A new plan to prohibit cigarette vending machines has been uncovered by the Welsh Government in a recent meeting.The proposals of using vending machines and the displaying of smoking products in shops will be blocked for to discourage minors from starting smoking. This fresh move was welcomed even by Dr. Richard Lewis, Welsh Secretary of the British Medical Association Wales.
He explained: “British Medical Association (BMA) of Welsh is very satisfied that the General Assembly is intending to introduce new measures for to protect kids and young people’ health from tobacco.”
As it is known teenagers think that cigarettes are in vogue and cool but in reality they are one of the most other dangerous things, because these products have a 50% chance of killing them.
So, displaying cigarettes in shops, cigarette vending machines and even tobacco packaging design all can contribute to encourage smoking among youngsters. However, it is indispensable that cigarettes are manufactured less available to children and this new plan will help to achieve this.
Chris Mulholland, head of the British Lung Foundation Wales, sustained: “Smoking among kids is still too high. Approximately a quarter of girls aged 15 and 16 years old smoke. A lot of studies found and showed that vending machines are a main source of tobacco for 17% of teens who smoke. This is the main cause why we support the suggestions to ban the sale of cigarettes through these machines, and of course against the display of tobacco products in shops.”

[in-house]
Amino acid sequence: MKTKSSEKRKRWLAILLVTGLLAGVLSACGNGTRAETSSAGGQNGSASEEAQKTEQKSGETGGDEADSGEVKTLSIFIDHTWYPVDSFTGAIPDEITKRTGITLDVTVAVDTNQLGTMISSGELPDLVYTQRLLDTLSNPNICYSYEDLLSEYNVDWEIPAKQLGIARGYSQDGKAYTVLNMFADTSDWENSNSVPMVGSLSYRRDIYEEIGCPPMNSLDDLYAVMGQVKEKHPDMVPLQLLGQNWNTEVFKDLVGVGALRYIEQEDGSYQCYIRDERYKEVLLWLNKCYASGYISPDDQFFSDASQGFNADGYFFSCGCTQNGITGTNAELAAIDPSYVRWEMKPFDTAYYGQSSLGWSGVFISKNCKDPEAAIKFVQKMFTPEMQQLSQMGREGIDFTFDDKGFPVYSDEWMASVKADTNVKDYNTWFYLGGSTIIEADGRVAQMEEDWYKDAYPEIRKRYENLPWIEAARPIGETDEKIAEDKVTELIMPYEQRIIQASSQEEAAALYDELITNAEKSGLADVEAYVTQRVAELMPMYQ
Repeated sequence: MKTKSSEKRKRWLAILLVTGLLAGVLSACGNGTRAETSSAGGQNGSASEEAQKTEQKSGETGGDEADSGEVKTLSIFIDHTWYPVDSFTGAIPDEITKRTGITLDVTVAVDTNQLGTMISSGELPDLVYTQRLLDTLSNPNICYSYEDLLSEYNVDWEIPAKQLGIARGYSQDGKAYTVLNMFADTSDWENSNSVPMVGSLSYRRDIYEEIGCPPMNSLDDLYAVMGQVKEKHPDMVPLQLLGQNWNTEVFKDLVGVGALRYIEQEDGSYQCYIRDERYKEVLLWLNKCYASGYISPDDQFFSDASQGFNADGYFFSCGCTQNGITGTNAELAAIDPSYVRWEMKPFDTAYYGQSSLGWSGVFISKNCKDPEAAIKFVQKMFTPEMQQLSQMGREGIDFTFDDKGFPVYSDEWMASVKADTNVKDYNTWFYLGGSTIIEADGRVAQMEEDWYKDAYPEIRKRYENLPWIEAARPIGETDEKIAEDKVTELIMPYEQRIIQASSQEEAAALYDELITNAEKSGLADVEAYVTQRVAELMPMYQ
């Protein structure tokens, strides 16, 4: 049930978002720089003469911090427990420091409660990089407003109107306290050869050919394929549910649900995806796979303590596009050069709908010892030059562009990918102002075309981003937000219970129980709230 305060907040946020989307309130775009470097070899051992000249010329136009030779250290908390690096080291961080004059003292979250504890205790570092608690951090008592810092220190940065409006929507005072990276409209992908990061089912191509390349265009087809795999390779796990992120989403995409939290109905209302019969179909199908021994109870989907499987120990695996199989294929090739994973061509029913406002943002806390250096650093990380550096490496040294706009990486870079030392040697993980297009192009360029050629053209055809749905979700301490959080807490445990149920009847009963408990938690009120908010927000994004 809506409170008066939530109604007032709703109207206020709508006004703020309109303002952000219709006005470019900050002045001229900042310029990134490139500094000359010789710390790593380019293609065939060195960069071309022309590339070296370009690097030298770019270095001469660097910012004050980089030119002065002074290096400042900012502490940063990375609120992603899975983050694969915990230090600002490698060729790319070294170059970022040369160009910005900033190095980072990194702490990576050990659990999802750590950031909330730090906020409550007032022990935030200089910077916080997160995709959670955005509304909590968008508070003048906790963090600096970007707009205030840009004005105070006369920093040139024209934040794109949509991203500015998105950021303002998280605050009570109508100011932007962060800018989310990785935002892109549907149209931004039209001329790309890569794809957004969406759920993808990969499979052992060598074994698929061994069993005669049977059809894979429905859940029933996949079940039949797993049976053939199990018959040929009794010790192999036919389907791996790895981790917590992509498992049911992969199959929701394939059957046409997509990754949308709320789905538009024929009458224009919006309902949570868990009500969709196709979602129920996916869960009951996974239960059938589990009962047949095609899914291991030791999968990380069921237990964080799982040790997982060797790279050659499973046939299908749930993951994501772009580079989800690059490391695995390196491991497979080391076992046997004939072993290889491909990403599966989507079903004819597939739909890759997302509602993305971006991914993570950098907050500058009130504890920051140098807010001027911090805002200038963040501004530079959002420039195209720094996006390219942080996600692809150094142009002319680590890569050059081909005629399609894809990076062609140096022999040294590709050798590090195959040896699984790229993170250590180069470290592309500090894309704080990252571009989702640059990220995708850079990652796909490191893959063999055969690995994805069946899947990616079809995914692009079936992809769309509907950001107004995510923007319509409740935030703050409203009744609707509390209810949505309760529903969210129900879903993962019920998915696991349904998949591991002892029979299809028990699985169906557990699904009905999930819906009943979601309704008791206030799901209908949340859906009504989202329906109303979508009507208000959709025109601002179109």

After a period of three-month consultation, which will be ended by July 6th, the Assembly hopes to introduce the new regulations and bring Wales in line with other countries in the UK. It is hoped the ban will come into force in October 2011, with the ban of course on larger shops coming into affect from October 2013.
Health Minister Edwina Hart added: “The Welsh Assembly Government’s goal is to protect children and young people’ health from the very bad risks of smoking, while assuring that the legislations are profitable in practice.”
Under the new proposals, specialist tobacconists will still be capable to display products within their shop, furnishing the displays which cannot be seen from outside.
But Simon Clark, director of smokers’ lobby group Forest, declared that the ban will have little effects on the numbers of youngsters which smoke.
He noted: “We are against the display ban because there is not enough evidences to purpose it will have a positive impact on young people. It is a consumer product and people should be permitted to see the products on the shelves.”